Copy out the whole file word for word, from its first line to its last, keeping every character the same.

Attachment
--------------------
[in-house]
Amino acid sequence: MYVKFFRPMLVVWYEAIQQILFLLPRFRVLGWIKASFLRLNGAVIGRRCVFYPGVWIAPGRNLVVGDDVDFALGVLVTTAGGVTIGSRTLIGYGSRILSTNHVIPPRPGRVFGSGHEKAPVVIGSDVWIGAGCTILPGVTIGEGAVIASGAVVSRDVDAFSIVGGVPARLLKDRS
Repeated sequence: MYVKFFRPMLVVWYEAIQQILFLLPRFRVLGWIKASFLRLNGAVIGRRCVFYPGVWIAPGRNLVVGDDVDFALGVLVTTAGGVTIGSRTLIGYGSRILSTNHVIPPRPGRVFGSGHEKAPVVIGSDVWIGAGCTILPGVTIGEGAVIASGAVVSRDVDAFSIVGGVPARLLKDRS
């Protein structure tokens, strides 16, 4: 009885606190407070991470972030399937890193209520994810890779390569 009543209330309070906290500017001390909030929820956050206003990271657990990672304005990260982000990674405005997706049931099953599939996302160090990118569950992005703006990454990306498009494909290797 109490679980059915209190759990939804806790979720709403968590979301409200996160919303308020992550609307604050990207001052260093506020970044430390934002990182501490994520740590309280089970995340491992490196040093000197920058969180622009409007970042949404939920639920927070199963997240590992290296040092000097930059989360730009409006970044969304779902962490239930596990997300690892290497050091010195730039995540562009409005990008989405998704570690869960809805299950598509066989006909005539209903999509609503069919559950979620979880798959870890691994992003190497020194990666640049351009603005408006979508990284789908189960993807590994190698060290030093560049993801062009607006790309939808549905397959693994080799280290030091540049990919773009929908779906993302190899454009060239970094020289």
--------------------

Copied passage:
[in-house]
Amino acid sequence: MYVKFFRPMLVVWYEAIQQILFLLPRFRVLGWIKASFLRLNGAVIGRRCVFYPGVWIAPGRNLVVGDDVDFALGVLVTTAGGVTIGSRTLIGYGSRILSTNHVIPPRPGRVFGSGHEKAPVVIGSDVWIGAGCTILPGVTIGEGAVIASGAVVSRDVDAFSIVGGVPARLLKDRS
Repeated sequence: MYVKFFRPMLVVWYEAIQQILFLLPRFRVLGWIKASFLRLNGAVIGRRCVFYPGVWIAPGRNLVVGDDVDFALGVLVTTAGGVTIGSRTLIGYGSRILSTNHVIPPRPGRVFGSGHEKAPVVIGSDVWIGAGCTILPGVTIGEGAVIASGAVVSRDVDAFSIVGGVPARLLKDRS
């Protein structure tokens, strides 16, 4: 009885606190407070991470972030399937890193209520994810890779390569 009543209330309070906290500017001390909030929820956050206003990271657990990672304005990260982000990674405005997706049931099953599939996302160090990118569950992005703006990454990306498009494909290797 109490679980059915209190759990939804806790979720709403968590979301409200996160919303308020992550609307604050990207001052260093506020970044430390934002990182501490994520740590309280089970995340491992490196040093000197920058969180622009409007970042949404939920639920927070199963997240590992290296040092000097930059989360730009409006970044969304779902962490239930596990997300690892290497050091010195730039995540562009409005990008989405998704570690869960809805299950598509066989006909005539209903999509609503069919559950979620979880798959870890691994992003190497020194990666640049351009603005408006979508990284789908189960993807590994190698060290030093560049993801062009607006790309939808549905397959693994080799280290030091540049990919773009929908779906993302190899454009060239970094020289």